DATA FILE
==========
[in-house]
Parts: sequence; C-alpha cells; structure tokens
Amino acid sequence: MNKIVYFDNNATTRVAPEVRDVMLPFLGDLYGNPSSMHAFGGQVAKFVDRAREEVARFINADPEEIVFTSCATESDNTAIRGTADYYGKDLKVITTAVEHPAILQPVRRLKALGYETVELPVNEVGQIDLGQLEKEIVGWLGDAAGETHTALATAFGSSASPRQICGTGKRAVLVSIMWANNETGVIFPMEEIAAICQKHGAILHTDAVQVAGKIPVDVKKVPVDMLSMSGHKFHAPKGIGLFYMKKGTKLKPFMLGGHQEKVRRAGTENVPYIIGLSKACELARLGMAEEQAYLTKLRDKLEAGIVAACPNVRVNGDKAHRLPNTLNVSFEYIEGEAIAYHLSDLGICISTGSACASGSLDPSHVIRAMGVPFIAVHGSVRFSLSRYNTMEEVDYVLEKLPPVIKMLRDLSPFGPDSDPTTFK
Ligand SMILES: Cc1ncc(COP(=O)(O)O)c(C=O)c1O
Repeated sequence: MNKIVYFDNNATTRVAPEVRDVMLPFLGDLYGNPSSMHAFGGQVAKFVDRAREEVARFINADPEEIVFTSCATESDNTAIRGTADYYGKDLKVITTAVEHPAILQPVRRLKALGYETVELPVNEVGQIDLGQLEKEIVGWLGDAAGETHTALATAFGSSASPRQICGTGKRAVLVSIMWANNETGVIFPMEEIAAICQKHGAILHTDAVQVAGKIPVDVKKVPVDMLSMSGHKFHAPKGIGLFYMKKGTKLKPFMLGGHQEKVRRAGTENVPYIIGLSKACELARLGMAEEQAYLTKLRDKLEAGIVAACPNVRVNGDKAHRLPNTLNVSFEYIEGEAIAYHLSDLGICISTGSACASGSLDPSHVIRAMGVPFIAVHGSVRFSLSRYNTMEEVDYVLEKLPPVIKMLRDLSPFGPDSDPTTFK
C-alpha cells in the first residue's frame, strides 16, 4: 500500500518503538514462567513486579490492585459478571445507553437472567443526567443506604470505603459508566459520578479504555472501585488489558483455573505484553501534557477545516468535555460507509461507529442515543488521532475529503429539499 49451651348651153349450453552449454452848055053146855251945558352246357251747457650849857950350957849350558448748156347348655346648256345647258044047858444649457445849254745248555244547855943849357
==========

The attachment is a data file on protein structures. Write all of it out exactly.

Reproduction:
[in-house]
Parts: sequence; C-alpha cells; structure tokens
Amino acid sequence: MNKIVYFDNNATTRVAPEVRDVMLPFLGDLYGNPSSMHAFGGQVAKFVDRAREEVARFINADPEEIVFTSCATESDNTAIRGTADYYGKDLKVITTAVEHPAILQPVRRLKALGYETVELPVNEVGQIDLGQLEKEIVGWLGDAAGETHTALATAFGSSASPRQICGTGKRAVLVSIMWANNETGVIFPMEEIAAICQKHGAILHTDAVQVAGKIPVDVKKVPVDMLSMSGHKFHAPKGIGLFYMKKGTKLKPFMLGGHQEKVRRAGTENVPYIIGLSKACELARLGMAEEQAYLTKLRDKLEAGIVAACPNVRVNGDKAHRLPNTLNVSFEYIEGEAIAYHLSDLGICISTGSACASGSLDPSHVIRAMGVPFIAVHGSVRFSLSRYNTMEEVDYVLEKLPPVIKMLRDLSPFGPDSDPTTFK
Ligand SMILES: Cc1ncc(COP(=O)(O)O)c(C=O)c1O
Repeated sequence: MNKIVYFDNNATTRVAPEVRDVMLPFLGDLYGNPSSMHAFGGQVAKFVDRAREEVARFINADPEEIVFTSCATESDNTAIRGTADYYGKDLKVITTAVEHPAILQPVRRLKALGYETVELPVNEVGQIDLGQLEKEIVGWLGDAAGETHTALATAFGSSASPRQICGTGKRAVLVSIMWANNETGVIFPMEEIAAICQKHGAILHTDAVQVAGKIPVDVKKVPVDMLSMSGHKFHAPKGIGLFYMKKGTKLKPFMLGGHQEKVRRAGTENVPYIIGLSKACELARLGMAEEQAYLTKLRDKLEAGIVAACPNVRVNGDKAHRLPNTLNVSFEYIEGEAIAYHLSDLGICISTGSACASGSLDPSHVIRAMGVPFIAVHGSVRFSLSRYNTMEEVDYVLEKLPPVIKMLRDLSPFGPDSDPTTFK
C-alpha cells in the first residue's frame, strides 16, 4: 500500500518503538514462567513486579490492585459478571445507553437472567443526567443506604470505603459508566459520578479504555472501585488489558483455573505484553501534557477545516468535555460507509461507529442515543488521532475529503429539499 49451651348651153349450453552449454452848055053146855251945558352246357251747457650849857950350957849350558448748156347348655346648256345647258044047858444649457445849254745248555244547855943849357